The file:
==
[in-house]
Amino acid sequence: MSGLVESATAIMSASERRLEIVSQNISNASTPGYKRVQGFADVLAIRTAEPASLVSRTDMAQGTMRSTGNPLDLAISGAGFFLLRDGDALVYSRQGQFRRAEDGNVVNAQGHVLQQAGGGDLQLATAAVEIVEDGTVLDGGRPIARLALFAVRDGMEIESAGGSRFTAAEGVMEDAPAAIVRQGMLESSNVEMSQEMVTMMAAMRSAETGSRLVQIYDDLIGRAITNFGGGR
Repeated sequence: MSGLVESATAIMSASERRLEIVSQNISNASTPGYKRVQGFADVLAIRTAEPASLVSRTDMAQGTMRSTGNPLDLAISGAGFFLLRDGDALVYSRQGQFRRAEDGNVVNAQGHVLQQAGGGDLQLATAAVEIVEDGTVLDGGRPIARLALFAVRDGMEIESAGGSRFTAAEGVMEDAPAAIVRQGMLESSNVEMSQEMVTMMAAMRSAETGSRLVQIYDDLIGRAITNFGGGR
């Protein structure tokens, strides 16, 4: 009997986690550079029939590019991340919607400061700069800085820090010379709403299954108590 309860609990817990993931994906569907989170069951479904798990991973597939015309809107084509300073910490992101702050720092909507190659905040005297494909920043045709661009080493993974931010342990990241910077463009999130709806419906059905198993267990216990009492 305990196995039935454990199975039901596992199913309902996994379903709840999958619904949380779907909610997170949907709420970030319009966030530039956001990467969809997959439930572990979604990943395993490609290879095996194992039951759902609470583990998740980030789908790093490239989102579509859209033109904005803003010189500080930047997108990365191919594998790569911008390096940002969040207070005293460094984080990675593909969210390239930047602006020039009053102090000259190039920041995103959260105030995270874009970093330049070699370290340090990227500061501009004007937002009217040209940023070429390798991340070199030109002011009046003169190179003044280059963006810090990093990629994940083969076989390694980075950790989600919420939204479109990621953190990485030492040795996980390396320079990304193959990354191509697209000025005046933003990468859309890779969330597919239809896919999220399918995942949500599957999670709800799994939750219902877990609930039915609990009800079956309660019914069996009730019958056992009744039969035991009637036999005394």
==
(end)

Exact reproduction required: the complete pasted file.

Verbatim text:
[in-house]
Amino acid sequence: MSGLVESATAIMSASERRLEIVSQNISNASTPGYKRVQGFADVLAIRTAEPASLVSRTDMAQGTMRSTGNPLDLAISGAGFFLLRDGDALVYSRQGQFRRAEDGNVVNAQGHVLQQAGGGDLQLATAAVEIVEDGTVLDGGRPIARLALFAVRDGMEIESAGGSRFTAAEGVMEDAPAAIVRQGMLESSNVEMSQEMVTMMAAMRSAETGSRLVQIYDDLIGRAITNFGGGR
Repeated sequence: MSGLVESATAIMSASERRLEIVSQNISNASTPGYKRVQGFADVLAIRTAEPASLVSRTDMAQGTMRSTGNPLDLAISGAGFFLLRDGDALVYSRQGQFRRAEDGNVVNAQGHVLQQAGGGDLQLATAAVEIVEDGTVLDGGRPIARLALFAVRDGMEIESAGGSRFTAAEGVMEDAPAAIVRQGMLESSNVEMSQEMVTMMAAMRSAETGSRLVQIYDDLIGRAITNFGGGR
């Protein structure tokens, strides 16, 4: 009997986690550079029939590019991340919607400061700069800085820090010379709403299954108590 309860609990817990993931994906569907989170069951479904798990991973597939015309809107084509300073910490992101702050720092909507190659905040005297494909920043045709661009080493993974931010342990990241910077463009999130709806419906059905198993267990216990009492 305990196995039935454990199975039901596992199913309902996994379903709840999958619904949380779907909610997170949907709420970030319009966030530039956001990467969809997959439930572990979604990943395993490609290879095996194992039951759902609470583990998740980030789908790093490239989102579509859209033109904005803003010189500080930047997108990365191919594998790569911008390096940002969040207070005293460094984080990675593909969210390239930047602006020039009053102090000259190039920041995103959260105030995270874009970093330049070699370290340090990227500061501009004007937002009217040209940023070429390798991340070199030109002011009046003169190179003044280059963006810090990093990629994940083969076989390694980075950790989600919420939204479109990621953190990485030492040795996980390396320079990304193959990354191509697209000025005046933003990468859309890779969330597919239809896919999220399918995942949500599957999670709800799994939750219902877990609930039915609990009800079956309660019914069996009730019958056992009744039969035991009637036999005394």